Eventually we will be reunited with our resurrected bodies (see 1 Cor 15); and it is in this state that we will enjoy “life after life after death”, as theologian N.T. Wright puts it. Remember, Jesus’ bodily resurrection was only the first of many. We forget that too easily, don’t we? Indeed we are destined for a bodily resurrection of our own. St. Paul writes:
But in fact Christ has been raised from the dead, the first fruits of those who have fallen asleep. For as by a man came death, by a man has come also the resurrection of the dead. For as in Adam all die, so also in Christ shall all be made alive. But each in his own order: Christ the first fruits, then at his coming those who belong to Christ. (1 Cor 15:23)
What will our new bodies be like? A close study of God’s Word has given theologians some insight into what we can expect. According to Dr. Taylor Marshall and other experts in the theology of St. Thomas Aquinas, our resurrected bodies will no longer suffer physical sickness or death. Glorified and spiritualized, our new bodies will be able to pass through doors and walls, travel long distances in the blink of an eye, and will be absolutely beautiful, free of all defect (For more on what St. Thomas Aquinas says about this in his Summa, go here).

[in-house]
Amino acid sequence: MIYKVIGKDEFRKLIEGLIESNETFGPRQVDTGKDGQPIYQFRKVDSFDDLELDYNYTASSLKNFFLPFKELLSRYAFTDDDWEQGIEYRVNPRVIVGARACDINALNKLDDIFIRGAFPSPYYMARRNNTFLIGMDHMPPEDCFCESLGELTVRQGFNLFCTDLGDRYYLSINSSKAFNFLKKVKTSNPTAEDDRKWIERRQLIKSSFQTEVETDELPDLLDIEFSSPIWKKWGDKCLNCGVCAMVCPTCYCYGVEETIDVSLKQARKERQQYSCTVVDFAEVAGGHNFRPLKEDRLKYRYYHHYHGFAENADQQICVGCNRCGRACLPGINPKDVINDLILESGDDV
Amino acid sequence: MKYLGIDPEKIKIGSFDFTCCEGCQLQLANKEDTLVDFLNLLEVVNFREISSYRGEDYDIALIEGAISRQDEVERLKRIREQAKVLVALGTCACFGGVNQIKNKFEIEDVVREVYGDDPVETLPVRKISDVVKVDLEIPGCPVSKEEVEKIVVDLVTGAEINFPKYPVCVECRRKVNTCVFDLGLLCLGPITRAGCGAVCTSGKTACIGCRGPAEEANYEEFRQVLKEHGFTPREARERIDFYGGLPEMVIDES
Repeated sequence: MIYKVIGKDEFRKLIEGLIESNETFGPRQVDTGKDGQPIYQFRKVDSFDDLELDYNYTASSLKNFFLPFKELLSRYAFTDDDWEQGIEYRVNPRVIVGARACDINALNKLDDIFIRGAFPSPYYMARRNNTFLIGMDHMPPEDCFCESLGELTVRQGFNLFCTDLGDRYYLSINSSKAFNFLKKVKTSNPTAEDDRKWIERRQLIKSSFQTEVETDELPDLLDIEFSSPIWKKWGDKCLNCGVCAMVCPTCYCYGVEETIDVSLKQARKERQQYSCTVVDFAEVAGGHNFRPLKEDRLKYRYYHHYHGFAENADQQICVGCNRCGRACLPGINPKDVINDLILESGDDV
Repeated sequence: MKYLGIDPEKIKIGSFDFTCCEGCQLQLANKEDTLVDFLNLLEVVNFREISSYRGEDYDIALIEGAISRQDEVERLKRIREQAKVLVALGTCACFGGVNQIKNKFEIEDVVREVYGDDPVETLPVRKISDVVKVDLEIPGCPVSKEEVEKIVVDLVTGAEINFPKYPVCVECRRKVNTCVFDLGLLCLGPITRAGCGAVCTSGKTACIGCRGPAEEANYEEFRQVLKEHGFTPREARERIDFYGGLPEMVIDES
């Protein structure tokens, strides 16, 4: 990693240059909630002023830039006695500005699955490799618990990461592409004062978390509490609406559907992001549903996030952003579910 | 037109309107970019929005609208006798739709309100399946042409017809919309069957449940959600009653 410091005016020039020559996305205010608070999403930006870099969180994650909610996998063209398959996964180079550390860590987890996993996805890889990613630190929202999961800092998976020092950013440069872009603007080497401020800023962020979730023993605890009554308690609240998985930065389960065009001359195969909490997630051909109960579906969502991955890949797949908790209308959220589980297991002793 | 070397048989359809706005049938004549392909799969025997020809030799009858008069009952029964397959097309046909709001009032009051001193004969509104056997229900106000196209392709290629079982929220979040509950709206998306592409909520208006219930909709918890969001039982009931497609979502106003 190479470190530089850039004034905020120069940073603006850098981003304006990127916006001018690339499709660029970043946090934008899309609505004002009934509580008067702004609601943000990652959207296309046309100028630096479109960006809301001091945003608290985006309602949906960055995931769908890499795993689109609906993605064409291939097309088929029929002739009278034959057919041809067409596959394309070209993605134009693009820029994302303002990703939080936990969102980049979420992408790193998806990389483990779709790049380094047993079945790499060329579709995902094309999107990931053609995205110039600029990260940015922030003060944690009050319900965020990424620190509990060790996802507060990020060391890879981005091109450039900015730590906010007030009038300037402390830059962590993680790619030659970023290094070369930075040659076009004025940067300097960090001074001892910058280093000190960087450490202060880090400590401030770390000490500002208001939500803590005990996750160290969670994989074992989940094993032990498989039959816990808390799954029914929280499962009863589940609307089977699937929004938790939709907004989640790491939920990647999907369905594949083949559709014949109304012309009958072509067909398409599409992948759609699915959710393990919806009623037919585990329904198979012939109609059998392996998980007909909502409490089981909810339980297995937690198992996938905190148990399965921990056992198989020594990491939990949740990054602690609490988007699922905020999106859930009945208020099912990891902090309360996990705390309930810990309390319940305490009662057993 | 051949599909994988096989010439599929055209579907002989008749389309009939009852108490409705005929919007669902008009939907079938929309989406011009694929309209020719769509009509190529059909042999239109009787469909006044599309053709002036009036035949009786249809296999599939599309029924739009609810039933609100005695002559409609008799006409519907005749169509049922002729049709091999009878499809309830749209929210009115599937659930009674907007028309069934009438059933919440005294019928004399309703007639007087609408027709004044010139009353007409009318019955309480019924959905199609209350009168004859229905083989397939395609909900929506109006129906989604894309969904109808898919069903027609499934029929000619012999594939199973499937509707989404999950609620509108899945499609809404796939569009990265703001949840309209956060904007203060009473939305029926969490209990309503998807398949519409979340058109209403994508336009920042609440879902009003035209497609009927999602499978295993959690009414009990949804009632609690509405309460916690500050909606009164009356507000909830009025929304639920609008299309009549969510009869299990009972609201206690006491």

Perfection awaits us, and yet here and now it evades us – though not fully. Our intuition tells us we are made for greatness and anything less will not fulfill us. When we act virtuously in our lives and grow in sanctity we get the sense we are moving in the right direction. But when we take a sinful step back, our conscience – that ‘aboriginal Vicar of Christ’ as Blessed John Henry Newman called it – awakens and burdens us with a mysterious feeling of loss. When we sin it’s as though we can feel that precious sanctifying grace leaking from sin-shaped perforations in our soul. And it hurts.
Nonetheless, despite our constant failures it is a fact that we are made, and destined, for perfection; and although we never seem to find it in this life, that expectation that we ought to find it continues to move us forward in the adventure of life.
It seems that we desire that which we have not yet found and cannot picture; yet a mysterious kind of hope indwells our deepest being. We want to be satisfied absolutely and everlastingly.
As C.S. Lewis wrote: